State of the Union & Energy: Some Good, Some Bad, Overall--Not Enough

The energy policy initiatives put forth by President Bush in his State of the Union address last evening are inadequate to fully tap the potential of energy efficiency and renewable energy technologies or to address climate change and the national security threat posed by energy imports.

The mix of energy policy initiatives put forth by President Bush in his State of the Union address last evening included some ideas such as reduced use of gasoline and diversification of biofuel feedstocks that have merit. Others, such as expanded use of nuclear power and increased federal investments in so-called "clean coal," should be rejected. Overall, though, the energy vision outlined by the White House remains inadequate to address the pending crisis of climate change and the threat posed to national security by energy imports or to fully tap the potential of energy efficiency and renewable energy technologies.

The Sustainable Energy Network offers the following general outline as a preferred alternative to the President's proposals:

CLIMATE CHANGE: Continuing to invest primarily in long-term research and development is not an adequate response to the climate crisis now facing the global community and for which the U.S. bears a significant responsibility. Aggressive action is needed now and it must include a broad mix of actions that include, but are not limited to, placing a rapidly-tightening cap on greenhouse gas emissions, imposing a "user fee" on carbon and other greenhouse gas sources, and sharply reducing reliance on the mix of fossil fuels by quickly expanding the deployment of energy efficient and renewable energy technologies.

SUSTAINABLE ENERGY: Curbing gasoline use by 20 percent over the next decade is a positive goal but it is not enough. It is time to pull out all of the stops and launch an intensive national effort to significantly reduce total energy use and greatly increase the share of energy coming from renewable sources - with a goal of at least 25 percent by 2025. This would include at least a near-term doubling, if not tripling, of federal tax incentives as well as federal funding of research, development, and deployment of the full spectrum of energy efficient and renewable energy technologies -- with heavy emphasis on actual deployment. This should be accompanied by a shift of funding from fossil and nuclear technologies to sustainable energy programs. It would also include a national Renewable Portfolio Standard requiring at least 20 percent of the nation's electricity supply be met with renewables by 2020. And it would include much tighter energy efficiency standards for appliances, buildings, vehicles, lighting, industrial processes, and electric generation.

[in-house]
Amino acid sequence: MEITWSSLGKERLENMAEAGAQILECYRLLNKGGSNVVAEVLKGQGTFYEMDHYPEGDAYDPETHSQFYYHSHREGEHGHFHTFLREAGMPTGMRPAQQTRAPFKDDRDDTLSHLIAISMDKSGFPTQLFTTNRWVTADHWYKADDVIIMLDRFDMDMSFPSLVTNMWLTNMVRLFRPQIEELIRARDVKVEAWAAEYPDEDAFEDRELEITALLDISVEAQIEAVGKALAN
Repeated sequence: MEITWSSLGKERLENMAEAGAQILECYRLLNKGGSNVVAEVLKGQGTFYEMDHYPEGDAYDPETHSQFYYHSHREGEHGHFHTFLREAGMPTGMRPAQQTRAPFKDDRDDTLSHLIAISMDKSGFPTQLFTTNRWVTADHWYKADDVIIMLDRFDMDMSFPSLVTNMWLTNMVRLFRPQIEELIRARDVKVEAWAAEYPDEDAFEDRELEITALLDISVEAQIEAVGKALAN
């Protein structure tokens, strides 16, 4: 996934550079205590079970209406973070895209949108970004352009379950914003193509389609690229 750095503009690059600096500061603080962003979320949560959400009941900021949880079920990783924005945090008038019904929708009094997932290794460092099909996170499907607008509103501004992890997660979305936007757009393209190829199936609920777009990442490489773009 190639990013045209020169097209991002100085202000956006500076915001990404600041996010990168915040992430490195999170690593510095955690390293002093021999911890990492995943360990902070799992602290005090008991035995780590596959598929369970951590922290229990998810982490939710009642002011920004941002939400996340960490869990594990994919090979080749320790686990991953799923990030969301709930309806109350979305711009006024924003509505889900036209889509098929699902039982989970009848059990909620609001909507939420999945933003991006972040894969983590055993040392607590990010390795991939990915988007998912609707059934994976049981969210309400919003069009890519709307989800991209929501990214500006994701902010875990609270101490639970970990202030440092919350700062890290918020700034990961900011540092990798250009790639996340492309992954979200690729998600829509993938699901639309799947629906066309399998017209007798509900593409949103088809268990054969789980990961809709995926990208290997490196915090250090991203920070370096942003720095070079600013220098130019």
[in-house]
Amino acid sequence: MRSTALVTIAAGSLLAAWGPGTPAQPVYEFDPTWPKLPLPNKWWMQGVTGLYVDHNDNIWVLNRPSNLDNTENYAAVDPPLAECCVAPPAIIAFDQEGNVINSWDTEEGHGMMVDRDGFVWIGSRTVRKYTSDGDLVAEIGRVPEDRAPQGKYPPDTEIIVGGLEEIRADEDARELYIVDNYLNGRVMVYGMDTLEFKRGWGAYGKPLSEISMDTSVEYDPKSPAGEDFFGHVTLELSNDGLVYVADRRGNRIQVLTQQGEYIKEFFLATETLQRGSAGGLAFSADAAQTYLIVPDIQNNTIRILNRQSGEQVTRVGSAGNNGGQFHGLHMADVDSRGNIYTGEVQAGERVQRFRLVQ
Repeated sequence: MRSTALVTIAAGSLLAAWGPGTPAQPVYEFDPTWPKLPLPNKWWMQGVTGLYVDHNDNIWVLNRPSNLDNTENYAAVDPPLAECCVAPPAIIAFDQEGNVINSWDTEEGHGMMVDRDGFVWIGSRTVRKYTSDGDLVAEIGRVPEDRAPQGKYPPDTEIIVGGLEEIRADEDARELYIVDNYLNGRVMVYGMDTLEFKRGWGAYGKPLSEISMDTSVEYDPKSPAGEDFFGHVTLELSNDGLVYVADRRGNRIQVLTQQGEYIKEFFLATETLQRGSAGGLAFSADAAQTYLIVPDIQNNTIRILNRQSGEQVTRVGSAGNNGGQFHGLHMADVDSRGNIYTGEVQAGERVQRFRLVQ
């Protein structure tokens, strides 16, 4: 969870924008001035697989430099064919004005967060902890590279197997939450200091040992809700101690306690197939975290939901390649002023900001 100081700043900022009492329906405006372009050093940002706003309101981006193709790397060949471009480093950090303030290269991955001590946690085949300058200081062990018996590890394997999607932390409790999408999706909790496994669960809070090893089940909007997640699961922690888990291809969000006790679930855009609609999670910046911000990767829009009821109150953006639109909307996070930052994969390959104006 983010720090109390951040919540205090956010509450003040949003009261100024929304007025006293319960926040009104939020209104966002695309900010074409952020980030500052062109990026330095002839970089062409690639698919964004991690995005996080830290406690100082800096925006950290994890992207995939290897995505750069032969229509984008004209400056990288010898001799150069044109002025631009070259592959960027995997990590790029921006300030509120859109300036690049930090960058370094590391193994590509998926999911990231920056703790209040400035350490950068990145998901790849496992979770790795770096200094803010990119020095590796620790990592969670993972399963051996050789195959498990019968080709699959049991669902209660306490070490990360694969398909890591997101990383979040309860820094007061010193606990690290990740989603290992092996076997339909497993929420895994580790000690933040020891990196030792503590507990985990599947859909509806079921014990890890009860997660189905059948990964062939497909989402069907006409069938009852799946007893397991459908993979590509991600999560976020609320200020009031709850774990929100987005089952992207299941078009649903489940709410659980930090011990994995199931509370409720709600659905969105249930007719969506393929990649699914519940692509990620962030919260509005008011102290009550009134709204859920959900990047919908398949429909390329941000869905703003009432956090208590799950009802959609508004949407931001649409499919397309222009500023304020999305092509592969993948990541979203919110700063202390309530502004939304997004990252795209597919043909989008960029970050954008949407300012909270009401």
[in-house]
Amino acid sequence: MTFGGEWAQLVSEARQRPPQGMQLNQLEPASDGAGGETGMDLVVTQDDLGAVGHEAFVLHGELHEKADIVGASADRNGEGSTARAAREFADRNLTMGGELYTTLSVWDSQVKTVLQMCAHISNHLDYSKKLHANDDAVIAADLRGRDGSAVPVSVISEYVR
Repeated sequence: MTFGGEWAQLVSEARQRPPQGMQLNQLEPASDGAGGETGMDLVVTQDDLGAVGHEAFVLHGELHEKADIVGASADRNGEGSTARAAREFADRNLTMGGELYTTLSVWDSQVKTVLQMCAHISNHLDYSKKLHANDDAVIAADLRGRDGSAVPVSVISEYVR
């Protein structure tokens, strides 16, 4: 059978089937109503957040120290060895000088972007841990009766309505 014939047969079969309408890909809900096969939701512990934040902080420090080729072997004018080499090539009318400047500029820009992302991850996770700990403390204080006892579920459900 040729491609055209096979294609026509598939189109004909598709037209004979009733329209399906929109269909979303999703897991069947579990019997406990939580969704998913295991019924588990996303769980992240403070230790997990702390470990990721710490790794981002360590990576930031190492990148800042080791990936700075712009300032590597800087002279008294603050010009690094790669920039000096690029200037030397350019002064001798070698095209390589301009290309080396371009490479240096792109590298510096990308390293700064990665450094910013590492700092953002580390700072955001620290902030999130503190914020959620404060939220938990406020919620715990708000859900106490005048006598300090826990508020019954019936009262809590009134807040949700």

ETHANOL: While liquid biofuels can and should play an important role in meeting the nation's transportation energy needs, they are not a substitute for other, potentially more effective strategies to reduce reliance on oil imports. These include improved mass transit, much stricter (i.e., at least double) automobile fuel efficiency standards, and alternative vehicle technologies such as plug-in hybrids. Moreover, expanding the use of ethanol that relies primarily on a single feedstock - i.e., corn - is not environmentally and economically tenable as a longer-term strategy; other more sustainable feedstock options must be developed.

"CLEAN" COAL: There is no such thing as "clean" coal - only coal-burning technologies that may be less dirty. The U.S. should be simultaneously reducing its reliance on coal while mandating much tigher emissions standards for new and existing plants. Inasmuch as the coal and electric industries are mature and well-financed, the very limited federal dollars available for energy programs should not be invested in coal R&D; that should be a cost burden borne by the industry itself.

NUCLEAR: Nuclear power is not safe; it is not clean; it is not economic; it is not renewable; and it is not climate-friendly. There is no appropriate role for a new generation of nuclear power plants in the nation's energy future and existing plants should be phased out as rapidly as possible. Proposals to further subsidize the nuclear industry should be rejected.

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The Sustainable Energy Network is a network of 300+ organizations and individual activists promoting greatly increased use of renewable eenrgy and energy efficiency to reduce greenhouse gas emissions, curb energy imports, and phase out nuclear power.

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